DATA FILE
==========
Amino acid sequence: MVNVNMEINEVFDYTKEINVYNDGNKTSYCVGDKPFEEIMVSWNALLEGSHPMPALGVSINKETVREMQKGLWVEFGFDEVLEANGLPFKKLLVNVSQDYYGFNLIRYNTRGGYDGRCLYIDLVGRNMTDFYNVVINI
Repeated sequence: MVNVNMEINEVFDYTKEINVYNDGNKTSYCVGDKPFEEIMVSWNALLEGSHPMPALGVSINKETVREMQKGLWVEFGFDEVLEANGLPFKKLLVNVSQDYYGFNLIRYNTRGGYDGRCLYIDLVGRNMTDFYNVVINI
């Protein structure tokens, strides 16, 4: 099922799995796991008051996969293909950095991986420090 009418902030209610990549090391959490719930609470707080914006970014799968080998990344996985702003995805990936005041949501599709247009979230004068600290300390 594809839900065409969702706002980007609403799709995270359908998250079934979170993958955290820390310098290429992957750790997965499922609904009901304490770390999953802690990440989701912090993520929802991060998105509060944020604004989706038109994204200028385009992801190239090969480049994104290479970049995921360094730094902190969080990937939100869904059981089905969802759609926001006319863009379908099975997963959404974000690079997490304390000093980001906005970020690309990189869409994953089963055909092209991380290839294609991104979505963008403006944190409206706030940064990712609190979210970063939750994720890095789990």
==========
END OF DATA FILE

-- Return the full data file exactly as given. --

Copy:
Amino acid sequence: MVNVNMEINEVFDYTKEINVYNDGNKTSYCVGDKPFEEIMVSWNALLEGSHPMPALGVSINKETVREMQKGLWVEFGFDEVLEANGLPFKKLLVNVSQDYYGFNLIRYNTRGGYDGRCLYIDLVGRNMTDFYNVVINI
Repeated sequence: MVNVNMEINEVFDYTKEINVYNDGNKTSYCVGDKPFEEIMVSWNALLEGSHPMPALGVSINKETVREMQKGLWVEFGFDEVLEANGLPFKKLLVNVSQDYYGFNLIRYNTRGGYDGRCLYIDLVGRNMTDFYNVVINI
């Protein structure tokens, strides 16, 4: 099922799995796991008051996969293909950095991986420090 009418902030209610990549090391959490719930609470707080914006970014799968080998990344996985702003995805990936005041949501599709247009979230004068600290300390 594809839900065409969702706002980007609403799709995270359908998250079934979170993958955290820390310098290429992957750790997965499922609904009901304490770390999953802690990440989701912090993520929802991060998105509060944020604004989706038109994204200028385009992801190239090969480049994104290479970049995921360094730094902190969080990937939100869904059981089905969802759609926001006319863009379908099975997963959404974000690079997490304390000093980001906005970020690309990189869409994953089963055909092209991380290839294609991104979505963008403006944190409206706030940064990712609190979210970063939750994720890095789990």